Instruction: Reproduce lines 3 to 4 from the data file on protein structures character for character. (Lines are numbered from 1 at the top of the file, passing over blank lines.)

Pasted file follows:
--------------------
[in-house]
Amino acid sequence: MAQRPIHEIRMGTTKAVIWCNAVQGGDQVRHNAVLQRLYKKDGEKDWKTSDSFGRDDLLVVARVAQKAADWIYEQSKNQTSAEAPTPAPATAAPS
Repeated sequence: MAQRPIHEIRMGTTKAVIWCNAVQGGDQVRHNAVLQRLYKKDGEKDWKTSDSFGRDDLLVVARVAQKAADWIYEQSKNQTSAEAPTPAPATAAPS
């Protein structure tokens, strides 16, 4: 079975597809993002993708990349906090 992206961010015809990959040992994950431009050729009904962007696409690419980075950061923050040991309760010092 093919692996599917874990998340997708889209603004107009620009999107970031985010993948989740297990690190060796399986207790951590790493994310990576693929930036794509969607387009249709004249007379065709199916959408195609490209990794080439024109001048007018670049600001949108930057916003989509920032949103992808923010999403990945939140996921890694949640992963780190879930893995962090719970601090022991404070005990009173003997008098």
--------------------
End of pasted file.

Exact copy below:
Repeated sequence: MAQRPIHEIRMGTTKAVIWCNAVQGGDQVRHNAVLQRLYKKDGEKDWKTSDSFGRDDLLVVARVAQKAADWIYEQSKNQTSAEAPTPAPATAAPS
């Protein structure tokens, strides 16, 4: 079975597809993002993708990349906090 992206961010015809990959040992994950431009050729009904962007696409690419980075950061923050040991309760010092 093919692996599917874990998340997708889209603004107009620009999107970031985010993948989740297990690190060796399986207790951590790493994310990576693929930036794509969607387009249709004249007379065709199916959408195609490209990794080439024109001048007018670049600001949108930057916003989509920032949103992808923010999403990945939140996921890694949640992963780190879930893995962090719970601090022991404070005990009173003997008098």